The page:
Here’s how to promote your maths department, teachers and resources this year’s open evening.
Parents of Year 5 and 6 children want to see teachers demonstrate their good relationships with students through high expectations, support and leadership. In my experience this can be best achieved having Year 7 helpers work with you on open evening.
The majority of parents will have questions about how students learn in maths. By keeping their child engaged with the activities the parents are more likely to have the time to ask their questions.
It is important to display Year 7 work around the classroom. Use the Year 7’s exercise books to display classwork and your teacher comments. Posters of Year 7 homeworks and working out also help evidence students meeting your high expectations. Work which includes diagrams, lots of working out and student’s self-assessment and teacher’s comments all give the parents a clear idea of what level their child would be to expected work at. Do make sure you have some teacher marked work on view. All this helps to demonstrate positive student-teacher relationships.
If you use textbooks have a few on display. Not so many that parents think you only work through books but enough for parents to know what to buy to support their child at home.
Whenever I present at open evening I get the Year 7 helpers to lead a simple and fun activity. It is important to go through the activities with the students beforehand so when the time comes they are confident leading the Year 5 / 6 students (and often their parents).
When the visitors arrive the Year 7s invite them to try their activity. Parents will often follow their child at this point. Not only do the parents feel more relaxed knowing their child is with a Year 7 but they also get to see how confident and clever our new Year 7s are .
A Year 7 student asks a visitor if they would like to see some math magic. They pass them a mini-whiteboard to do their working out on. The Year 7 helper asks their visitor to think of a number, double it, add 10 and halve the result. Then subtract their result from the original number. The answer is always 5. Parents and their children love this trick and the Year 7 student enjoys being the magician.
News of the math magic activity tends to spread around the school.
A Year 7 student has a plan, front and side elevation drawing of a solid made. The visitors have to build the 3D version using multilink cubes. Parents love to get involved helping their child with this.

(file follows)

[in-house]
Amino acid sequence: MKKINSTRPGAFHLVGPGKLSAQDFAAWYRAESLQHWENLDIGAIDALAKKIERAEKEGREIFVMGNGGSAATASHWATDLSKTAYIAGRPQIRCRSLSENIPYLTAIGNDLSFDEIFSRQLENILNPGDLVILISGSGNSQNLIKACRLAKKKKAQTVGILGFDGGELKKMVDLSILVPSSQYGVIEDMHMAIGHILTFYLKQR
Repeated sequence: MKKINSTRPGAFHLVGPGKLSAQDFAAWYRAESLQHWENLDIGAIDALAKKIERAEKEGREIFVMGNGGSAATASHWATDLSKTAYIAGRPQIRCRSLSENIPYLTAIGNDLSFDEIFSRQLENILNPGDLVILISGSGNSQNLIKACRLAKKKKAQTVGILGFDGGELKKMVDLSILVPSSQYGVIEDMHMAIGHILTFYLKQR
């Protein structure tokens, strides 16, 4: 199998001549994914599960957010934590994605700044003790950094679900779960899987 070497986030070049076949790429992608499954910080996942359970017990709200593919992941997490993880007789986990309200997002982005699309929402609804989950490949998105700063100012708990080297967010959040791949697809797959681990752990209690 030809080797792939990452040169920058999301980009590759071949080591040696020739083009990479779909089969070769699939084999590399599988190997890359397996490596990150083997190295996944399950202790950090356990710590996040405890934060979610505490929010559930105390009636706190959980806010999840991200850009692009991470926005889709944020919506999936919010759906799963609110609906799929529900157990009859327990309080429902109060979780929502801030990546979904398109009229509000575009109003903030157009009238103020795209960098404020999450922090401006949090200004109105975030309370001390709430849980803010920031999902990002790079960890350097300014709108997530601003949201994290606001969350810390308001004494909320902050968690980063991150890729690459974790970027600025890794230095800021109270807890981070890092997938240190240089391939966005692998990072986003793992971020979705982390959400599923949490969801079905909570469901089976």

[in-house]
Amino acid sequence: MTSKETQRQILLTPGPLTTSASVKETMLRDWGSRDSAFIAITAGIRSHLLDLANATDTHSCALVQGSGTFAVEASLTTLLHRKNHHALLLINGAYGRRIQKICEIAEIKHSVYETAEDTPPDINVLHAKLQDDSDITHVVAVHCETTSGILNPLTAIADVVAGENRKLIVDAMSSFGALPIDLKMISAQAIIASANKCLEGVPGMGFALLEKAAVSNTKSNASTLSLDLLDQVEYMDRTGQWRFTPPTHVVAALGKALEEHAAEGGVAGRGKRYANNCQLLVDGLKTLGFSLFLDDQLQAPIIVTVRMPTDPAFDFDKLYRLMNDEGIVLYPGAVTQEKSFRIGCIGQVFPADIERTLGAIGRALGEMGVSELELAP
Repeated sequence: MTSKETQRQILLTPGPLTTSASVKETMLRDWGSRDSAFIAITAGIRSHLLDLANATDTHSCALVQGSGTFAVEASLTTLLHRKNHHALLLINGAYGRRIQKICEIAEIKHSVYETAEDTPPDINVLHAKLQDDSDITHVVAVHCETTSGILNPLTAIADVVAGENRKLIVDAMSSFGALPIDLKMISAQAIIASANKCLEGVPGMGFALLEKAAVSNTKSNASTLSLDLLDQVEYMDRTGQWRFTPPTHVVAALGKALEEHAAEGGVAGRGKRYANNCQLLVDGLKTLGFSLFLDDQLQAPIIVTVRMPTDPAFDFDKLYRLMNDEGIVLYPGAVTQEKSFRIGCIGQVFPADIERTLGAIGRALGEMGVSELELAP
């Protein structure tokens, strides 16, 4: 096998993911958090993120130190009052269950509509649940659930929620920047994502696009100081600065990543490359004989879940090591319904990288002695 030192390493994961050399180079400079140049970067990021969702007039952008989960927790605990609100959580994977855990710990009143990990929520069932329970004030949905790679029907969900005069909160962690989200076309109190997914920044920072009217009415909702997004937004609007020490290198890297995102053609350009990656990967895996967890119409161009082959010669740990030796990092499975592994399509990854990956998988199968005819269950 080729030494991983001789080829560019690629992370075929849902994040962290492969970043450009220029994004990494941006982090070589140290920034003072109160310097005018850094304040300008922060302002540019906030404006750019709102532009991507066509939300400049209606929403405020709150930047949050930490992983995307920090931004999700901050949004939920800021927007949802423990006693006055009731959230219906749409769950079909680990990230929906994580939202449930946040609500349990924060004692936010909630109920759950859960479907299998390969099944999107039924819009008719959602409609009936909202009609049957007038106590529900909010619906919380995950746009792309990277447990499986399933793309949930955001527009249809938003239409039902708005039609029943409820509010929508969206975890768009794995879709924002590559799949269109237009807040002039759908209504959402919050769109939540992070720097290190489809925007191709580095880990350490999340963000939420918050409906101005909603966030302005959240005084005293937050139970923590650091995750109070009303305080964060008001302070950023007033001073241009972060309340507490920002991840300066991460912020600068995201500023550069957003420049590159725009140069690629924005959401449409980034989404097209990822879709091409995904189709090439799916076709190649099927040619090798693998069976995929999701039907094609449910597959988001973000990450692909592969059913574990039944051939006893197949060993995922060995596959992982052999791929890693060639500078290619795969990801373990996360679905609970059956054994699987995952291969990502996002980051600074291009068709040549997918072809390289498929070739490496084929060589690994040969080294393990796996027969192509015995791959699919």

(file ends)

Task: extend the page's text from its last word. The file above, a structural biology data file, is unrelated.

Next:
On the interactive whiteboard is a typical Year 7 lesson. The Year 7 helper takes the parents through the flow of a lesson. 1. The starter, 2. The main activity where the teacher teaches us the learning objective, 3. The questions we do on our own or in pairs, 4. The plenary where we show the teacher how well we have learnt. Parents and their Year 5/6 children like to see how a typical Year 7 lesson is structured.
A Year 7 student asks visitors to complete a small tarsia puzzle. To make it competitive it could be a timed puzzle with a record kept of the fastest completion time.
How will my child be assigned his/her maths class?
If you set by ability can my child move up/down throughout the year?
How often do you set homework?
How many students are in a class?
Does my child need a specific calculator?
My child has struggled in the past how will you help him/her catch up?
How often will you test my child?
In this blog I will share some practical tips for using mini-whiteboards in a mathematics lesson. I use mini-whiteboards nearly every lesson because they help the students show me the progress they are making. When I understand what the misconceptions are I am able to address them in subsequent examples as part of my feedback. […]
Demonstrating student progression during a mathematics lesson is about understanding the learning objective and breaking that down into explicit success criteria. Using Success Criteria Take, for example, a lesson on calculating the area of compound rectilinear shapes. The intended learning objective was written on the main whiteboard. Success criteria were used to break down the individual […]
Plotting and interpreting conversion graphs requires linking together several mathematical techniques. Recent U.K. examiner reports indicate there are several common misconceptions when plotting and interpreting conversion graphs. These include: drawing non-linear scales on the x or y axis, using the incorrect units when converting between imperial and metric measurements, taking inaccurate readings from either axis not […]